More Americans than ever before own firearms for protection, but the percentage of people who undergo formal training on how to use their weapons has flatlined, a new paper published in the journal Injury Prevention shows.
The research, conducted by Ali Rowhani-Rahbar and Vivian Lyons, epidemiologists at the University of Washington, along with public health experts at Northeastern and Harvard, finds that 61 percent of all gun owners reported receiving formal firearms training. The researchers say this a statistically insignificant increase over the 56 to 58 percent of gun owners who reported receiving training in 1994, the last time a comparable survey was conducted, reported The Trace.
Of gun owners who said they own a handgun for the sole purpose of protection, 57 percent said they had received formal training. Only 14 percent of those who live with a gun owner, but who do not own guns themselves, have received safety training, which the authors say is a troubling finding considering how often accidental shootings or suicides are committed with guns that belong to a parent, spouse, or roommate.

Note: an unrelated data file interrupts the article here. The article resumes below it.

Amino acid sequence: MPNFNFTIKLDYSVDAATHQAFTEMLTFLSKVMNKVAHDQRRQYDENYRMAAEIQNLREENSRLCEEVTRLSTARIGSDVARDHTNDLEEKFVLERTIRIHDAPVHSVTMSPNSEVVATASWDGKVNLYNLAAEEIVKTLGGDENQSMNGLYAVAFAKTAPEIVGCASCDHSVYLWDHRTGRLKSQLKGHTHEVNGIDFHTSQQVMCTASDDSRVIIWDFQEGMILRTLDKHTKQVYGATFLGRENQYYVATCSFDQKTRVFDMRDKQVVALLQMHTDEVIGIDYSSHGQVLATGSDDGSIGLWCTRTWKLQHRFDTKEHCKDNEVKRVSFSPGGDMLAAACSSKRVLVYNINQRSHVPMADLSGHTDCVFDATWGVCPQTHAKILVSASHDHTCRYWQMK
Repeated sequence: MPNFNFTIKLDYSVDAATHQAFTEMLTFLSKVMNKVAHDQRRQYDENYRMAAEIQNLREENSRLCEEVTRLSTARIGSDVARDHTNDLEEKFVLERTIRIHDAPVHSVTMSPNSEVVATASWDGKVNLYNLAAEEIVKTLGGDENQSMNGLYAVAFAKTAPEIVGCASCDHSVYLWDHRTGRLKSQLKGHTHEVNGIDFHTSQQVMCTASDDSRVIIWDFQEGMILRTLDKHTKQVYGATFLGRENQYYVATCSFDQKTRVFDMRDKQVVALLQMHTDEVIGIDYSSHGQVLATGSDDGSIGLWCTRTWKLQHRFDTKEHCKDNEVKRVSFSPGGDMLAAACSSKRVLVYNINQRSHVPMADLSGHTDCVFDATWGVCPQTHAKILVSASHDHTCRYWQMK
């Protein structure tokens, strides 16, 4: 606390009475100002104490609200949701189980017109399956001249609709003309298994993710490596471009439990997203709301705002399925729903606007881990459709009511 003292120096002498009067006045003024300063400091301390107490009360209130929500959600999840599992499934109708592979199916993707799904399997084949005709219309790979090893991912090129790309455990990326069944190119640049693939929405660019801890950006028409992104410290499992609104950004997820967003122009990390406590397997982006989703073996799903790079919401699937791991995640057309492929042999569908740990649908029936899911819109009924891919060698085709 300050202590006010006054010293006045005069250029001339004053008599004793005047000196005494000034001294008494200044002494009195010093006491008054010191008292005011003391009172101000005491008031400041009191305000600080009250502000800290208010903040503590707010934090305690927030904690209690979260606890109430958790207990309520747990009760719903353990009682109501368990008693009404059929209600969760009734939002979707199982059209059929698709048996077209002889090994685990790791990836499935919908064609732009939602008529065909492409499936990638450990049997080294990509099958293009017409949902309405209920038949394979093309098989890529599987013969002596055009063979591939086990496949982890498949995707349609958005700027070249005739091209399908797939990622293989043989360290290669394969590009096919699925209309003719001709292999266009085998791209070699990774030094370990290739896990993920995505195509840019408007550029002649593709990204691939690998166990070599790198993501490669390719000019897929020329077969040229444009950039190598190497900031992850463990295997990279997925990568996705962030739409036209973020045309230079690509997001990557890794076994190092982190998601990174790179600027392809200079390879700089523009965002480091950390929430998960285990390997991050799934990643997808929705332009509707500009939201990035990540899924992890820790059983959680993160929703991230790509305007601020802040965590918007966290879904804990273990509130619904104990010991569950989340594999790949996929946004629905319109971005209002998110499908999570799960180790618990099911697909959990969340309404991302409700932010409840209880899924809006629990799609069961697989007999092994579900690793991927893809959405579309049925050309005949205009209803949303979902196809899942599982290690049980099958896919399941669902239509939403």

“Despite the presence of training programs all around the country, it looks like they are not reaching a larger fraction of gun owners than they were 20 years ago,” said Rowhani-Rahbar. “I was surprised to see that.”
The researchers based their analysis on data from the National Firearms Survey, considered the first nationally representative investigation in more than two decades into how and why Americans keep weapons. The survey was conducted online in 2015 on behalf of a research team from Harvard and Northeastern universities by GfK, a market-research company. It surveyed nearly 4,000 Americans and oversampled for veterans and gun owners.
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